ISSN #1088-8136

Vol. 10, No 1.
Spring 2004


Spring 2004 Home

Australia Continues to Steal East Timor’s Sea Resources

More Pressure Needed to Stop U.S.-TNI Ties

Justice . . . When?

Announcing ETAN Lobby Days June 6-8, 2004, Washington, DC

About East Timor and ETAN

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Australia Continues to Steal East Timor’s Sea Resources

by John M. Miller

A round of sea boundary negotiations between Australia and East Timor ended in April with no progress. At stake are billions of dollars of revenue from underwater petroleum and natural gas reserves, as well as East Timor’s ability to fully control its territory and resources. The status quo favors Australia, which stands to gain almost two-thirds of the revenue under current arrangements.

Since 1999, Australia has earned over a billion dollars in oil and gas revenues from the Laminaria-Corallina fields, which are twice as close to East Timor than to Australia. Not a cent of revenue from these fields has gone to East Timor. These and other disputed fields, including the most lucrative Greater Sunrise field which Australia insists is 82% its own, would belong to East Timor under a boundary settlement that followed current international law.

East Timor’s Maritime Boundary Law, based on the United Nations Convention on the Law of the Sea, claims a 200 nautical mile Exclusive Economic Zone in all directions. When claims overlap, as is the case with East Timor and Australia, a permanent maritime boundary is typically a median line half-way between their coastlines.

Just two months before East Timor’s May 2002 independence, Australia quietly gave formal notice that it was withdrawing from all binding international mechanisms used to settle maritime boundary disputes. This prevents East Timor from taking Australia to these forums to contest Australia’s control over the disputed seabed.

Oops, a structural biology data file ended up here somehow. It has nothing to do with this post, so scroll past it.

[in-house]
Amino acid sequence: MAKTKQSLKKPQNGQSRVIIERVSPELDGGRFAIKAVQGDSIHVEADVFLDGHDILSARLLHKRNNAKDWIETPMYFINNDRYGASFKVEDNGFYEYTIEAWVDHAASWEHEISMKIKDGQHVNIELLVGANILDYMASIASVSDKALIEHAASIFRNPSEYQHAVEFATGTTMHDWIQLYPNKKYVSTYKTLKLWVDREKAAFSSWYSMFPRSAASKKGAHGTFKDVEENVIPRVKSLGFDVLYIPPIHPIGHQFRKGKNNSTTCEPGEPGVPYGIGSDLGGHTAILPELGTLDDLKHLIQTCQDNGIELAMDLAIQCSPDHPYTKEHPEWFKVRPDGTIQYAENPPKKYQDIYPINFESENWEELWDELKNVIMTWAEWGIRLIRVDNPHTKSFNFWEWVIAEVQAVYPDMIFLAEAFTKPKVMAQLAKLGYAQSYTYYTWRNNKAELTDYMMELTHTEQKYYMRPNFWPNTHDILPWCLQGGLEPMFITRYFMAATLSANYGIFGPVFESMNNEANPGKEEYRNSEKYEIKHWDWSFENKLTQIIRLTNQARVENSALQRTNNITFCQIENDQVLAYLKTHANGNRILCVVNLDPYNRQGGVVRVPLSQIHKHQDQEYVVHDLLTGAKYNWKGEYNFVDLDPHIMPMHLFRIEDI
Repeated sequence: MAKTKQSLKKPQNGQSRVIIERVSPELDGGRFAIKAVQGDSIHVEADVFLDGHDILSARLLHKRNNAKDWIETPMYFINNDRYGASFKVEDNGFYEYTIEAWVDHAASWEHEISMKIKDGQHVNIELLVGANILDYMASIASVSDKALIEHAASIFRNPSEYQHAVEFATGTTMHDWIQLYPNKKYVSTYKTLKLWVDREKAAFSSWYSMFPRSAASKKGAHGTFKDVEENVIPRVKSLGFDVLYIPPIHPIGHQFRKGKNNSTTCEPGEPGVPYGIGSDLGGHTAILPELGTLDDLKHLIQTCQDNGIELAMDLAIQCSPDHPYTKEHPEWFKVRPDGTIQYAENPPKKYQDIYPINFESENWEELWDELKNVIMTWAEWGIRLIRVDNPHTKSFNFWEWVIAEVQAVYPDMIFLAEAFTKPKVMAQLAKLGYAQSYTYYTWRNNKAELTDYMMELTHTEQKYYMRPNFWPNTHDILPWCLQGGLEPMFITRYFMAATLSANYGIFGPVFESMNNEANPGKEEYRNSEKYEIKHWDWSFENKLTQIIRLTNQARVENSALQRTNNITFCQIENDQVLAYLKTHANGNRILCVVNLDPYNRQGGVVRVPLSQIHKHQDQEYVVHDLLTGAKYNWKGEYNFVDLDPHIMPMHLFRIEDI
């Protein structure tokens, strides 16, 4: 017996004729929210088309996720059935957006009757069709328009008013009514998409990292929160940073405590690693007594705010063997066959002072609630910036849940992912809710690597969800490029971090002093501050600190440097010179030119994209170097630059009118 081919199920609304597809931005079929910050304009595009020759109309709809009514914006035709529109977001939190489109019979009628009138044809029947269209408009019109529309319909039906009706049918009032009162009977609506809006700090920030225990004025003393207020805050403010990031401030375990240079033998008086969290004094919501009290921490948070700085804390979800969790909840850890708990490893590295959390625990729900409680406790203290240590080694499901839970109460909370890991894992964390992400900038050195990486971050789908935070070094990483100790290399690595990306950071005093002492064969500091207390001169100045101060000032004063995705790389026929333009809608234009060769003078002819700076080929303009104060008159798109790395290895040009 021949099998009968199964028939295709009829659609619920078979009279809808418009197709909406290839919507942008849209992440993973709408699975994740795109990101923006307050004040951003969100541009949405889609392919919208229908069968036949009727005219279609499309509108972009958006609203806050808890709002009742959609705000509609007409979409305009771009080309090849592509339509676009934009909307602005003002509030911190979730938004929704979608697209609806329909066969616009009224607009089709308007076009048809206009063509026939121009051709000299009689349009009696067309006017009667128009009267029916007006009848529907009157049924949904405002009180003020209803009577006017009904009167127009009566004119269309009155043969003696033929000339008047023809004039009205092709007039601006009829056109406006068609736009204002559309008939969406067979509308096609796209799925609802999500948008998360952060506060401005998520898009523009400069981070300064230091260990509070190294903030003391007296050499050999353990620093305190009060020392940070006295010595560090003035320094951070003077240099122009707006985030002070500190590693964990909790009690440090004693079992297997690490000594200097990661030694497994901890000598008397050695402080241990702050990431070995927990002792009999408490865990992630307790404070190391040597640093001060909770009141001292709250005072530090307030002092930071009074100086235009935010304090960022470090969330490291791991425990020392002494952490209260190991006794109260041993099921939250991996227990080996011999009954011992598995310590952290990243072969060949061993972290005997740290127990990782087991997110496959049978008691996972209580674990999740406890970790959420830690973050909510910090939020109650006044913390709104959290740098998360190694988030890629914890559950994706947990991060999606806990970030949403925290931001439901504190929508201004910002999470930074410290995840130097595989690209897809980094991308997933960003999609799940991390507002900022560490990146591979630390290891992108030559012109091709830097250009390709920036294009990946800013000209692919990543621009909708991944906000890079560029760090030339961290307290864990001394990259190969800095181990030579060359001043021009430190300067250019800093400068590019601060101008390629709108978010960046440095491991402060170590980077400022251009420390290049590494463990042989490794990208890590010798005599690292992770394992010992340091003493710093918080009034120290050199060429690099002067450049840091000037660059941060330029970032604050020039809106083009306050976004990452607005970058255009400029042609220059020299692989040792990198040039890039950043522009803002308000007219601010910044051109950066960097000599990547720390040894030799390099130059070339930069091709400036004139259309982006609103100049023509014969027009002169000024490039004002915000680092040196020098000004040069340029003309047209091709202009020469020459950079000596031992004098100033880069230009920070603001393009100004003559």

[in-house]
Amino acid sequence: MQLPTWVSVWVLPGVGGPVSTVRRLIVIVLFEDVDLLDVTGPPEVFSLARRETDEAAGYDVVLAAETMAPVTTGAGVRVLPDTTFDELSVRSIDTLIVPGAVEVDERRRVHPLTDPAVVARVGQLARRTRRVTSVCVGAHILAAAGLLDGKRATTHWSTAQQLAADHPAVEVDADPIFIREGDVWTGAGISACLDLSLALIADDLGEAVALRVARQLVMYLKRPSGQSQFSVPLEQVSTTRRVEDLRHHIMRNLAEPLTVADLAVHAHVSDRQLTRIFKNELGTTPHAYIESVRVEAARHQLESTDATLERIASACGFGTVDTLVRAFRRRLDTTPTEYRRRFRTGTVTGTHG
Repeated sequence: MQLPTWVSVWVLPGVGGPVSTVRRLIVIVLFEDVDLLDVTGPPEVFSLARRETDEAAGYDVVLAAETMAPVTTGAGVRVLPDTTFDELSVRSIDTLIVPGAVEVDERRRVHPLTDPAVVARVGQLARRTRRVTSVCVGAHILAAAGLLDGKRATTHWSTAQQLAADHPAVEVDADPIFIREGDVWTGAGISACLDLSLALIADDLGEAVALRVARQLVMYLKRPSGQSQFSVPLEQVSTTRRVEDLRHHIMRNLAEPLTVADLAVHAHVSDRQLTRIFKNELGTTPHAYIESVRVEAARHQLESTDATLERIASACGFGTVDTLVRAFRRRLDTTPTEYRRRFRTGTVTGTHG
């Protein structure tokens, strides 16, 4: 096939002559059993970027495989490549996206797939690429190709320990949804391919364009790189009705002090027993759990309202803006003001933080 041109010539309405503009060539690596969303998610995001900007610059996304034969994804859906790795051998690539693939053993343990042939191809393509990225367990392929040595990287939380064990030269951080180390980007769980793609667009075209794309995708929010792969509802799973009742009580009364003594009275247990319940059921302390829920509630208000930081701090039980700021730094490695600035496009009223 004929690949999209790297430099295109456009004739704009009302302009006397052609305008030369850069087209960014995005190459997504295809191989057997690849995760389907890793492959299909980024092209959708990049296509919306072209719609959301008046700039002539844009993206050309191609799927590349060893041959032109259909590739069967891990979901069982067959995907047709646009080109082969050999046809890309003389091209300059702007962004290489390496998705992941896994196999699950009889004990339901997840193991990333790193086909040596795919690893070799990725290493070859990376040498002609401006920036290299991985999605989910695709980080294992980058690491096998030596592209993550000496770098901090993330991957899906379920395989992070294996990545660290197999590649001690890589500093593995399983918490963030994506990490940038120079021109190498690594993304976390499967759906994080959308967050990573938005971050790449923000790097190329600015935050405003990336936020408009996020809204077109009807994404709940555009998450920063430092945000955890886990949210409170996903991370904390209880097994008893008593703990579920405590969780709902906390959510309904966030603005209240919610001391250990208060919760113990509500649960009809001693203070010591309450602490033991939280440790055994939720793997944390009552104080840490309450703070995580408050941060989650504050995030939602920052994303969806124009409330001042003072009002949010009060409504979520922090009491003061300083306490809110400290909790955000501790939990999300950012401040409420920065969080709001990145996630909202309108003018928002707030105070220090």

For such reasons, ETAN coordinated a letter last fall to the Australian government. Signed by 100 organizations from 19 countries, the letter declared, “We have been troubled by your government’s callous disregard for East Timor’s sovereignty and rights.” It warned that Canberra “risks squandering the international goodwill Australia established since 1999.”

East Timorese launch three days of protest in front of Australian embassy in Dili in lead up to boundary talks. Photo by Charles Scheiner. For more info click here.

More recently, 53 members of the U.S. House of Representatives — with encouragement from ETAN activists — urged Australia’s prime minister in early March to “move seriously and expeditiously in negotiations with East Timor to establish a fair, permanent maritime boundary and an equitable sharing of oil and gas resources in the Timor Sea.”

The congressional letter, initiated by Representative Barney Frank (D-MA), urged Australia to hold talks monthly in order to resolve the issue within three to five years rather than the semi-annual meetings Australia is insisting on. It urged that any revenue earned from disputed areas be held in escrow until the resolution of the boundary issue. The letter was cited several times when the Australian parliament in March debated ratification of the Greater Sunrise Unitisation Agreement, an “interim” revenue sharing arrangement, which could be renegotiated after a permanent boundary is established.

Receiving its full entitlement of revenue would go a long way to helping East Timor alleviate its great poverty and decrease its dependence on international donors. A recent statement by groups in East Timor called the world’s newest country “the largest international donor to Australia. The relatively small amounts you spend to help us do not compare with the amount you are stealing from our resource birthright.”

More than 225 people have faxed letters to the Australian Embassy in Washington via ETAN’s web site. You can join them by going to